Saudi Shiites Look to Iraq and Assert Rights

    Shiites See an Opening in Saudi Arabia

  29. 384

    And the Shiites are treated (or have been, mostly) in the way they were in Saddam’s Iraq ie marginalised. Wahhabism, the extreme form of Isalmic doctrine from which bin Laden springs, sees the Shia as apostates, so no prizes for guessing how well they do in the kingdom. From what I understand, they happen to live over the main oilfields and provide a workforce of locals where they don’t want foriegners.

    Good article in today’s NYTimes about how young Iraqis of both sects are getting totally p1ssed off with the clerics and have started deriding religion and are not very observant. About one third of the incarcerated Sunni say they are doing ‘jihad’ and the rest are doing it for money mostly. It seems the occupation is breaking down the social structures pretty effectively.

  30. GG- That’s a yellow card for that link.

    KR- My understanding is that the Shiites relationship to the Muslims is analogous to the J#ws relationship to the Christians. They have been endlessly oppressed, marginalised and scapegoated. And the Iranians, who are the only Shiite country, are viewed by the Muslims a bit like Israel amongst the West. There is sort of a grudging respect for their grittiness and horrible history, but there is also a lot of suspicion and misgivings which can easily bubble to the surface. I suspect my thought are fairly facile and stereotyped though.

  31. Dio at 384:
    Sure, Doc, the Shiites in eastern Saudi Arabia are getting uppity, but the Wahhabi’s have the political/military power and absolutely control spigot access.
    “could control” don’t butter no parsnips where this little sceptic cut his teeth.

    From your WaPo link:

    “Since Saudi Arabia’s founder, King Abdul Aziz bin Saud, brought this region into the kingdom, promising Shiites the freedom to live and worship as they wished, the government has rarely kept its promises, Shiite leaders here say. Though thousands of Shiites work in the area’s oil refineries, they have never risen much above the lowest ranks at Saudi Aramco, the behemoth state oil company whose headquarters are a few miles south of here in Dhahran. “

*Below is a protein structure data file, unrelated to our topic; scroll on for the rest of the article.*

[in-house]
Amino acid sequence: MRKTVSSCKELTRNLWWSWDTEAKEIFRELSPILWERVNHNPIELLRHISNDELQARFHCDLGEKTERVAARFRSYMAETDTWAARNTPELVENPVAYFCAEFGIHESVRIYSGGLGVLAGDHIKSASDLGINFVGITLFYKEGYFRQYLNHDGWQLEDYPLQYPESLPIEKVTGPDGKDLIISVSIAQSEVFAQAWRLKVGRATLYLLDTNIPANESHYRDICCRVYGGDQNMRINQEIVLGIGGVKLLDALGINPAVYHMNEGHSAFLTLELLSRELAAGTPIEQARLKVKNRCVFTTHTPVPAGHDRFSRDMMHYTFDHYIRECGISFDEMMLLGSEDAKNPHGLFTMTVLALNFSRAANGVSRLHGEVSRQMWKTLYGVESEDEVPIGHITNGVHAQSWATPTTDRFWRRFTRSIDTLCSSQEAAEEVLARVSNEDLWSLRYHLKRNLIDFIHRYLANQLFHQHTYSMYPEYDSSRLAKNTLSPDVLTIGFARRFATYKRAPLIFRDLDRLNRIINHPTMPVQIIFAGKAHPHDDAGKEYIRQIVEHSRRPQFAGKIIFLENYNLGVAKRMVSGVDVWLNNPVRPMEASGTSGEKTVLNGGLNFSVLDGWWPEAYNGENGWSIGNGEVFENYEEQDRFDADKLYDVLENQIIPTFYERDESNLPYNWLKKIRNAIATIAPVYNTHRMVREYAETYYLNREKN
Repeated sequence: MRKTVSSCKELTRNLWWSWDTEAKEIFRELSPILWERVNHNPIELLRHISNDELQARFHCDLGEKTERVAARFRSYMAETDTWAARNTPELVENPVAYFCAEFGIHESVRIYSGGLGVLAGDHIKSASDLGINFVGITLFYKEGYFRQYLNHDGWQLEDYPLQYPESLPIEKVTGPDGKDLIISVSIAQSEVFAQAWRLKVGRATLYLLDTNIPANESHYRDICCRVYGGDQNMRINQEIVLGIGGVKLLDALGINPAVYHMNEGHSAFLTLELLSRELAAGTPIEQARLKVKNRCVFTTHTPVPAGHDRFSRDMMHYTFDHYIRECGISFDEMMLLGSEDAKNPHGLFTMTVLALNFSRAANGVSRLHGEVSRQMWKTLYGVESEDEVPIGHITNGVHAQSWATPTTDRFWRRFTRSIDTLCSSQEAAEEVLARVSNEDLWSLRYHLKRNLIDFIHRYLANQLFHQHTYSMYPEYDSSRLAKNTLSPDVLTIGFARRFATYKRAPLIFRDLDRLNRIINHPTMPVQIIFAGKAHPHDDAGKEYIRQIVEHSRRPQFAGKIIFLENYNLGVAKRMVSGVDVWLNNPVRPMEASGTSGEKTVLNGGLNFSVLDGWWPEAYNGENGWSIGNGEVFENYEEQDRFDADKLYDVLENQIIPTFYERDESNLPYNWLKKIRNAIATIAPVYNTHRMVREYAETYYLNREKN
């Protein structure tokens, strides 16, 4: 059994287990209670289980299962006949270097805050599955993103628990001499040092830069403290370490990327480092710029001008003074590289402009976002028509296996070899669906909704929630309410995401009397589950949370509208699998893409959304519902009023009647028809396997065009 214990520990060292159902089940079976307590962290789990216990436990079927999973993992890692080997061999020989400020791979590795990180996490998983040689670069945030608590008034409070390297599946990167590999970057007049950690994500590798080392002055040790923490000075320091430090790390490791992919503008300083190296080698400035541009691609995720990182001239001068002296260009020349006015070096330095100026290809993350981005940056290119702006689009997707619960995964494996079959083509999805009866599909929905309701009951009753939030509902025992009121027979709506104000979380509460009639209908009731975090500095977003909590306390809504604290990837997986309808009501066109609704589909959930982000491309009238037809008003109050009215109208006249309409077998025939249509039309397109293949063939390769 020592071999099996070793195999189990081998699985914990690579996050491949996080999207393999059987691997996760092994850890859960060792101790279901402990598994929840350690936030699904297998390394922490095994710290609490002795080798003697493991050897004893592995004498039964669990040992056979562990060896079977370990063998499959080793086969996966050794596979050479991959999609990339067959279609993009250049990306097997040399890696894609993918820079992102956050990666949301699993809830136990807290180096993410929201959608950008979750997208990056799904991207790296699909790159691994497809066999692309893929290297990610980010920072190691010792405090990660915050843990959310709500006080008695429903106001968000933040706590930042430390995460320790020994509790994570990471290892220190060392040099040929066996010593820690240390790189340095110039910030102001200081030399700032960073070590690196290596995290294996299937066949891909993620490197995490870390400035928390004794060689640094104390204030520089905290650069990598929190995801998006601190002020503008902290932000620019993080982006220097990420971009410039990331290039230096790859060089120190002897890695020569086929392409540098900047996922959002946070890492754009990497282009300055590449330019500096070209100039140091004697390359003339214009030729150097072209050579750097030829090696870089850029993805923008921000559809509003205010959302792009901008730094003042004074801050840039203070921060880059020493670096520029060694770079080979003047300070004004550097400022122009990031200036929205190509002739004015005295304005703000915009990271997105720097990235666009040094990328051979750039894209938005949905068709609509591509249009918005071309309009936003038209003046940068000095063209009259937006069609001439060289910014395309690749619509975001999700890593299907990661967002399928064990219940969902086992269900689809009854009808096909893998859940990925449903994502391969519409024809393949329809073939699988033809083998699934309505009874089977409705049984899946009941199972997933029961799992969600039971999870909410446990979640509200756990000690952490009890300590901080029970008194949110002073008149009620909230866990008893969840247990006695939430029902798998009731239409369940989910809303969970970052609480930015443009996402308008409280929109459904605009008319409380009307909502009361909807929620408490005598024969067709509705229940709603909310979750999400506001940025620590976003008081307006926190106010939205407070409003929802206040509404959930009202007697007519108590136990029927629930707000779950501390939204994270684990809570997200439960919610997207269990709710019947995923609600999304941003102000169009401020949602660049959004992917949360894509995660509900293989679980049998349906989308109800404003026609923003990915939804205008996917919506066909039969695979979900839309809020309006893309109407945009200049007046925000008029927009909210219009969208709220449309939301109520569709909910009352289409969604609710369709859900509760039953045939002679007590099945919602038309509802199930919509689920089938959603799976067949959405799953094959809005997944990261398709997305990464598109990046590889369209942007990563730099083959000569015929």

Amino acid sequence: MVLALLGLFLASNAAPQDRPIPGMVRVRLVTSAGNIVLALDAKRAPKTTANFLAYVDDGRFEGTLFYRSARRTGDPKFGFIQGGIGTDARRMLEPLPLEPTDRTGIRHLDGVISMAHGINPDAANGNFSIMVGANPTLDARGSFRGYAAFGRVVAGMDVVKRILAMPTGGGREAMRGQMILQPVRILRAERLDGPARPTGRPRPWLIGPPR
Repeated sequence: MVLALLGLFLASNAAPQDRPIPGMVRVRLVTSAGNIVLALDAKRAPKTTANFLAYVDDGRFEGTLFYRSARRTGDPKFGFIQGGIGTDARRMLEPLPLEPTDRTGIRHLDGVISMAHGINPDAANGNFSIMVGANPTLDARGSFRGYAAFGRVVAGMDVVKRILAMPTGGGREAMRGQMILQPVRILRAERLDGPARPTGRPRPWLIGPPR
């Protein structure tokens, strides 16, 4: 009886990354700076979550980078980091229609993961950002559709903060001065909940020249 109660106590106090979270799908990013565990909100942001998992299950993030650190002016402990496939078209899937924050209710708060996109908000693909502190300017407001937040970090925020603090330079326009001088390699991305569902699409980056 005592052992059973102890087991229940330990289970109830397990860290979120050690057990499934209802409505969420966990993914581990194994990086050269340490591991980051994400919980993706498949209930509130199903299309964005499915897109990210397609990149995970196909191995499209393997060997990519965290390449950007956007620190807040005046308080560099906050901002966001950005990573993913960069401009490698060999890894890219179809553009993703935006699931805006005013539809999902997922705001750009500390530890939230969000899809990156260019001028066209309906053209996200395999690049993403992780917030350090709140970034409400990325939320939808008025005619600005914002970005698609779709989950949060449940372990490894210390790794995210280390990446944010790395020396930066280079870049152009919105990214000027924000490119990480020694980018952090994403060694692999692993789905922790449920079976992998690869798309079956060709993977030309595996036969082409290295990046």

32. 387

    Sounds about right to me Dio, but I always tend to think in terms of Irish sectarianism with the Sunni Anglicans and the bogside Shia tykes. There’s a real class thing too, since most Arab Shia live as oppressed groups within Sunni run countries so there’s been that as well. Also, the Shia ceremonies tend to be rather crude, self-flagellation for example, which the Sunni see as primitive.

  33. Is it my rose coloured glasses that I am wearing? I got a sense that the roses are starting to smell nicer for Hillary. Cannot wait until tomorrow. Bring it on!

  34. Finns- You may be on to something there. There is a medical term for the roses smelling better for Billary. It’s called hyperosmia. It’s often associated with temporal lobe epilepsy.

    The symptoms of TLE include episodes of most sensations occurring in the absence of reality esp smell. There are temporal relationships to memory as follows with examples:

    -déjà vu (a feeling of familiarity as in “This President thing seems oddly familiar”)
    -jamais vu (a feeling of unfamiliarity as in “This is real life but I’m going to lose”)
    -a specific single or set of memories (as in “I’m ready to lead” and “The media are trying to pervert the course of history”)
    -amnesia (extreme repression of an unpleasant memory)

    It is normally treated with anti-epileptics but in Billary’s case a couple of hundred thousand voters will partially cure it tomorrow.

  35. Here’s a nice graph of Billary’s superdelegate lead. I think there’s a trend greater than the MOE but I’ll have to check with Dennis.

  36. 393

    No wonder Hillary has launched a new ad:

    child asleep, Hillary voice-over:”Vote for me, or the kid gets it”

  37. Prediction time for tomorrow:
    Texas- Obama 51/49
    Ohio- Clinton 55/45
    Vermont-Obama 60/40
    Rhode Island- Clinton 58/42
    Clinton NOT to concede

  38. Texas: 53-47 Obama
    Ohio: 51-49 Clinton

    2 days to go. tomorrow is the day everyone gets it that Bush/Clinton are finished.
    The day after is when the Heavies move on her.
    When she concedes is up to her and whether she wants a political life of any significance after tomorrow.

    My tip. she concedes before the week is up.

  39. Win Butler from the Arcade Fire made a good point. There has been a Bush or Clinton as President or VP for 28 years now. If Billary does concede gracefully in exchange for VP, it could be a 36 year run for the Bush/Clinton dynasty as POTUS or VP.

  40. Texas (193 delegates): Obama 54% to Clinton 46%.
    Ohio (141 delegates): Clinton 51%, Obama 49%.
    Rhode Island and Providence Plantations (21 delegates): Clinton 52%, Obama 48%.
    Virginia (15 delegates): Obama 65%.
    She conceded before 11 March.

  41. In the betting markets:
    Ohio – Clinton is a hot favourite
    Texas – Obama is a moderate favourite
    Rhode Island/Vermont – Clinton/Obama unbackable respectively